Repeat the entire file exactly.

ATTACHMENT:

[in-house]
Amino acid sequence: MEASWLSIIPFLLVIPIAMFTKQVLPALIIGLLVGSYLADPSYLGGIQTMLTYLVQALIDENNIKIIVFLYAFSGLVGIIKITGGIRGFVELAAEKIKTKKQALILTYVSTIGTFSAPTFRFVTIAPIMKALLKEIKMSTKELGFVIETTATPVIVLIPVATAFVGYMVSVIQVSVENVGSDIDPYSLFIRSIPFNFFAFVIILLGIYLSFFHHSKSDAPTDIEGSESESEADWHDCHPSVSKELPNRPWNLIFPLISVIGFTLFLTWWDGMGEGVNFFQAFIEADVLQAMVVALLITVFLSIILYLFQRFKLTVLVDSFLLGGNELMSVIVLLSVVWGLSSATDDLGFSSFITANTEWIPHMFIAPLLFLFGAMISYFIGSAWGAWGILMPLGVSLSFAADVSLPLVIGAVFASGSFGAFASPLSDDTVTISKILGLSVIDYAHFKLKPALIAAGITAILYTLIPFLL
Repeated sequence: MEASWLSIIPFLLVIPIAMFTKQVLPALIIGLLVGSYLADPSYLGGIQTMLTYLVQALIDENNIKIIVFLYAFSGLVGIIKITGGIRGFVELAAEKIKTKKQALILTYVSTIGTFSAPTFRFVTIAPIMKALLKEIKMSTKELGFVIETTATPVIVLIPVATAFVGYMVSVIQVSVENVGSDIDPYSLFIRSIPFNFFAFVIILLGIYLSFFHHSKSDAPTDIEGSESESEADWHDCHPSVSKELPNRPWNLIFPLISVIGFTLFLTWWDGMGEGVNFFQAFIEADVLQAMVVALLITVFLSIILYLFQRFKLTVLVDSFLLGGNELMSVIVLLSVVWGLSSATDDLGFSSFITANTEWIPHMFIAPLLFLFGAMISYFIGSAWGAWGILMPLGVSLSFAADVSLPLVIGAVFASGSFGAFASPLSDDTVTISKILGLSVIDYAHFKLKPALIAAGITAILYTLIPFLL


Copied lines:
[in-house]
Amino acid sequence: MEASWLSIIPFLLVIPIAMFTKQVLPALIIGLLVGSYLADPSYLGGIQTMLTYLVQALIDENNIKIIVFLYAFSGLVGIIKITGGIRGFVELAAEKIKTKKQALILTYVSTIGTFSAPTFRFVTIAPIMKALLKEIKMSTKELGFVIETTATPVIVLIPVATAFVGYMVSVIQVSVENVGSDIDPYSLFIRSIPFNFFAFVIILLGIYLSFFHHSKSDAPTDIEGSESESEADWHDCHPSVSKELPNRPWNLIFPLISVIGFTLFLTWWDGMGEGVNFFQAFIEADVLQAMVVALLITVFLSIILYLFQRFKLTVLVDSFLLGGNELMSVIVLLSVVWGLSSATDDLGFSSFITANTEWIPHMFIAPLLFLFGAMISYFIGSAWGAWGILMPLGVSLSFAADVSLPLVIGAVFASGSFGAFASPLSDDTVTISKILGLSVIDYAHFKLKPALIAAGITAILYTLIPFLL
Repeated sequence: MEASWLSIIPFLLVIPIAMFTKQVLPALIIGLLVGSYLADPSYLGGIQTMLTYLVQALIDENNIKIIVFLYAFSGLVGIIKITGGIRGFVELAAEKIKTKKQALILTYVSTIGTFSAPTFRFVTIAPIMKALLKEIKMSTKELGFVIETTATPVIVLIPVATAFVGYMVSVIQVSVENVGSDIDPYSLFIRSIPFNFFAFVIILLGIYLSFFHHSKSDAPTDIEGSESESEADWHDCHPSVSKELPNRPWNLIFPLISVIGFTLFLTWWDGMGEGVNFFQAFIEADVLQAMVVALLITVFLSIILYLFQRFKLTVLVDSFLLGGNELMSVIVLLSVVWGLSSATDDLGFSSFITANTEWIPHMFIAPLLFLFGAMISYFIGSAWGAWGILMPLGVSLSFAADVSLPLVIGAVFASGSFGAFASPLSDDTVTISKILGLSVIDYAHFKLKPALIAAGITAILYTLIPFLL